The last response of Job (Job 42:1-42:6)

“Then Job answered Yahweh.

‘I know that you can do all things.

No purpose of yours can be thwarted.

‘Who is this that hides counsel without knowledge?’

Therefore I have uttered

What I did not understand,

Things too wonderful for me,

That I did not know.


I will speak.

I will question you.

You declare to me.’

I had heard of you by the hearing of the ear.

But now my eye sees you.

Therefore I despise myself.

I repent in dust and ashes.’”

Job responded to Yahweh. He recognized that Yahweh was all powerful. No one could go against God but Job lacked the knowledge so that he never understood this correctly. These were wonderful things. Now he wanted Yahweh to listen to him. Job was willing to listen to Yahweh since he had not only heard Yahweh, he had seen him. The conclusion for Job was repentance. He had not understood the will of God. He had proudly protested his righteousness. Now he realized that he was wrong. He hated himself and was going to go into formal repentance with dust and ashes.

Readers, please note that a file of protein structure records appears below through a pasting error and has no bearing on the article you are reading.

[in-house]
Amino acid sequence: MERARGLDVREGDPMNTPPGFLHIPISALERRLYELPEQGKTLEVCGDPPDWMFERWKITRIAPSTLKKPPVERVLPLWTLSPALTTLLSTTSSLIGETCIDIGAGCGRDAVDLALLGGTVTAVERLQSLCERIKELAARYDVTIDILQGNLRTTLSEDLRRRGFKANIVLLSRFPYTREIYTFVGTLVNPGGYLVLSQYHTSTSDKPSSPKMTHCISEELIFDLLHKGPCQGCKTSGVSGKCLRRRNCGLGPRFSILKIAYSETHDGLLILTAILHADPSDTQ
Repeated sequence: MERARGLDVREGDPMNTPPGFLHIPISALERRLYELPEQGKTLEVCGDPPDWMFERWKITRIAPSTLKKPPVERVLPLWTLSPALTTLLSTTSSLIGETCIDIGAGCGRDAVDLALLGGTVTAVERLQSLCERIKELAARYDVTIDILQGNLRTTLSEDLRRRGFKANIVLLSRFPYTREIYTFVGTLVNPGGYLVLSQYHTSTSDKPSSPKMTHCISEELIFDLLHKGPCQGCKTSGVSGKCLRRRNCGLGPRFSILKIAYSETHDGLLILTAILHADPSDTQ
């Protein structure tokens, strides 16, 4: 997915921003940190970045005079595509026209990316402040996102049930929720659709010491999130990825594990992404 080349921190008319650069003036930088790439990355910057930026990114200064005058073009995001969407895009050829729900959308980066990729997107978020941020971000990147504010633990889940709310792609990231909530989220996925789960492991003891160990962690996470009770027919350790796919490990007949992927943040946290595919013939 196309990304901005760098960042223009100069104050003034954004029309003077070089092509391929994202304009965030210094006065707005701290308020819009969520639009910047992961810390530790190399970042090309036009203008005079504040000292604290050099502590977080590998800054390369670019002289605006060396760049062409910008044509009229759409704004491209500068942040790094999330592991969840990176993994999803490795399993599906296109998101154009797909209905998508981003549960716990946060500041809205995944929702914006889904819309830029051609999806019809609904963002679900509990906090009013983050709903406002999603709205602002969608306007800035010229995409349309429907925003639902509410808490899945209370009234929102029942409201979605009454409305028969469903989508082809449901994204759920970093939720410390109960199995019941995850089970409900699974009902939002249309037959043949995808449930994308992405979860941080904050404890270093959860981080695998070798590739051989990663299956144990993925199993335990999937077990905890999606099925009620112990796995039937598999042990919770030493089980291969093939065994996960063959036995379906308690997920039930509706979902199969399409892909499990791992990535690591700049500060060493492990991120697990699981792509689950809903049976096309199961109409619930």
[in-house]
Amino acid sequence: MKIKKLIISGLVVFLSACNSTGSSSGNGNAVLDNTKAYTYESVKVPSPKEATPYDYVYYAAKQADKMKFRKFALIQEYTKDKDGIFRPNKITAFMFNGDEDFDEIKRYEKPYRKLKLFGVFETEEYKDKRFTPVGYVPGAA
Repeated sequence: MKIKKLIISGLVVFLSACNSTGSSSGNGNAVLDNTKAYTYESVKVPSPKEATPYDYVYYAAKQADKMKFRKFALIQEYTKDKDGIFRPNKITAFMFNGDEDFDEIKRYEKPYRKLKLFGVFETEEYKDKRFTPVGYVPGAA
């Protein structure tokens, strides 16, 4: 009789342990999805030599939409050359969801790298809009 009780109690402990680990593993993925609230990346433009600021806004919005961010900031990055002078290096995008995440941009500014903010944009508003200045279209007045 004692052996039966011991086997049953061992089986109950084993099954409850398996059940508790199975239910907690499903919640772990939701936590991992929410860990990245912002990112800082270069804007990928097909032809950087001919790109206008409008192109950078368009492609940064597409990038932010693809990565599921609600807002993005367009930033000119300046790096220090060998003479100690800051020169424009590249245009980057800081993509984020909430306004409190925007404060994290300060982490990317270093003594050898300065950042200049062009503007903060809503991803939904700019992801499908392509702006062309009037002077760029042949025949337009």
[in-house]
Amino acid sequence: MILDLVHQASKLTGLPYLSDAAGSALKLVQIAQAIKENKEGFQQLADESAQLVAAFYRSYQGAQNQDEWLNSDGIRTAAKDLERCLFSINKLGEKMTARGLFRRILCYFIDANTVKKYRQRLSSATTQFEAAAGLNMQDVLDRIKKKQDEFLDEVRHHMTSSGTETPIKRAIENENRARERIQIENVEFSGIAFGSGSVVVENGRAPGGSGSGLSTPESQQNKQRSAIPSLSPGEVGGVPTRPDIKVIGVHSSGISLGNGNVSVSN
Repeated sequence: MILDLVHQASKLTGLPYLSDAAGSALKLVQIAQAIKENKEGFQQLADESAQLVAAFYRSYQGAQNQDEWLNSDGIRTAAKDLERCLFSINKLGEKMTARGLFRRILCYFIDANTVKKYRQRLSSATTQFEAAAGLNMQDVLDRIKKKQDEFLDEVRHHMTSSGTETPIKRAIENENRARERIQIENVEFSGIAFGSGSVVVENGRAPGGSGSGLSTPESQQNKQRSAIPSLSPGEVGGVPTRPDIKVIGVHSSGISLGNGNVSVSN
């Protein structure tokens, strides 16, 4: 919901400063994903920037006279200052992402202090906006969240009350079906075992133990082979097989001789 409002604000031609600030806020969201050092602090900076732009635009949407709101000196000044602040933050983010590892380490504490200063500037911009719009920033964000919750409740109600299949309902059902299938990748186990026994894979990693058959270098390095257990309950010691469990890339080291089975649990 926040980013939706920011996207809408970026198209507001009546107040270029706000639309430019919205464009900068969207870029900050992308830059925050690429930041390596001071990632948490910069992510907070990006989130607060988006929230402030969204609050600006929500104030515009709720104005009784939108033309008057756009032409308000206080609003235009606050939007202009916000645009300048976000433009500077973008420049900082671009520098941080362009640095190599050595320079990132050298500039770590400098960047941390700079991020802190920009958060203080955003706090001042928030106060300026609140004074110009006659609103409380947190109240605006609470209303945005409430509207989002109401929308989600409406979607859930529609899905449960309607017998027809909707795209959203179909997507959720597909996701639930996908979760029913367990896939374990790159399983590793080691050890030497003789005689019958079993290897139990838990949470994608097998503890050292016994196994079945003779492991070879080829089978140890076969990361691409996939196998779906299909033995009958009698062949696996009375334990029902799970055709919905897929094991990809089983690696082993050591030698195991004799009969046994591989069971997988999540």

Zophar chimes in (Job 11:1-11:6)Zophar chimes in (Job 11:1-11:6)

“Then Zophar the Naamathite answered.

‘Should a multitude of words go unanswered?

Should one full of talk be vindicated?

Should your babble put others to silence?

When you mock,

Shall no one shame you?

You say.

‘My conduct is pure.

I am clean in God’s sight.’

But O that God would speak!

If he would open his lips to you!

He would tell you the secrets of wisdom!

Wisdom is many-sided.

Know then that God exacts of you less than your guilt deserves.’”

Finally we hear from Zophar. He cannot let so many words go unanswered. He seems to chide Job harsher than the other 2 comforters. Talk does not itself vindicate. If Job continued to babble, was everyone to be silent? Someone had to speak out. Job had protested that he was innocent in God’s sight. But has he heard God say that? God could tell you in his secret wisdom the many sides of things. God is merciful and exacts less than the guilty deserve. Notice the link between God and wisdom, which is key to the wisdom or sapiential biblical literature.